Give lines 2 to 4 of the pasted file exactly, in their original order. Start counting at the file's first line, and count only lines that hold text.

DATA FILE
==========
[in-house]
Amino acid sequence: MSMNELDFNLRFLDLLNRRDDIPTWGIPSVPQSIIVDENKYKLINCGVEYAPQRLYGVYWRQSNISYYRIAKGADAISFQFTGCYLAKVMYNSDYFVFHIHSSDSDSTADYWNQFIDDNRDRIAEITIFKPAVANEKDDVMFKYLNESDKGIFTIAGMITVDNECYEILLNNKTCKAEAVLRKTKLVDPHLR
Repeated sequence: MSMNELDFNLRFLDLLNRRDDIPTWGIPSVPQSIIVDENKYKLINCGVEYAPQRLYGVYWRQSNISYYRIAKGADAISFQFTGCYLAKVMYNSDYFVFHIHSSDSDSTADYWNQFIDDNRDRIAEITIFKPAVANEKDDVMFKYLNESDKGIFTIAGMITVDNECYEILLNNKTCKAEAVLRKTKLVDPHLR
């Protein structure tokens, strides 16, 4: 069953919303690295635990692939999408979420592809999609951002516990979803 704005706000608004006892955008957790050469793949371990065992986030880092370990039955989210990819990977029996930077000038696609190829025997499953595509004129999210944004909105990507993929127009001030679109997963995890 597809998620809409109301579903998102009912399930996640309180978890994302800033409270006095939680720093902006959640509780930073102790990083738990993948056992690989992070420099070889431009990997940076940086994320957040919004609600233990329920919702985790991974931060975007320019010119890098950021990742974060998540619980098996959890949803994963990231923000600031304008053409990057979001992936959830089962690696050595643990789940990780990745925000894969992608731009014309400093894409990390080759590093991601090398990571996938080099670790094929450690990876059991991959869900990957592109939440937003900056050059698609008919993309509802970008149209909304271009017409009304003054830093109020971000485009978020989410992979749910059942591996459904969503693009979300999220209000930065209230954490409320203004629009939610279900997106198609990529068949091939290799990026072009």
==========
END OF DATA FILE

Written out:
Amino acid sequence: MSMNELDFNLRFLDLLNRRDDIPTWGIPSVPQSIIVDENKYKLINCGVEYAPQRLYGVYWRQSNISYYRIAKGADAISFQFTGCYLAKVMYNSDYFVFHIHSSDSDSTADYWNQFIDDNRDRIAEITIFKPAVANEKDDVMFKYLNESDKGIFTIAGMITVDNECYEILLNNKTCKAEAVLRKTKLVDPHLR
Repeated sequence: MSMNELDFNLRFLDLLNRRDDIPTWGIPSVPQSIIVDENKYKLINCGVEYAPQRLYGVYWRQSNISYYRIAKGADAISFQFTGCYLAKVMYNSDYFVFHIHSSDSDSTADYWNQFIDDNRDRIAEITIFKPAVANEKDDVMFKYLNESDKGIFTIAGMITVDNECYEILLNNKTCKAEAVLRKTKLVDPHLR
């Protein structure tokens, strides 16, 4: 069953919303690295635990692939999408979420592809999609951002516990979803 704005706000608004006892955008957790050469793949371990065992986030880092370990039955989210990819990977029996930077000038696609190829025997499953595509004129999210944004909105990507993929127009001030679109997963995890 597809998620809409109301579903998102009912399930996640309180978890994302800033409270006095939680720093902006959640509780930073102790990083738990993948056992690989992070420099070889431009990997940076940086994320957040919004609600233990329920919702985790991974931060975007320019010119890098950021990742974060998540619980098996959890949803994963990231923000600031304008053409990057979001992936959830089962690696050595643990789940990780990745925000894969992608731009014309400093894409990390080759590093991601090398990571996938080099670790094929450690990876059991991959869900990957592109939440937003900056050059698609008919993309509802970008149209909304271009017409009304003054830093109020971000485009978020989410992979749910059942591996459904969503693009979300999220209000930065209230954490409320203004629009939610279900997106198609990529068949091939290799990026072009």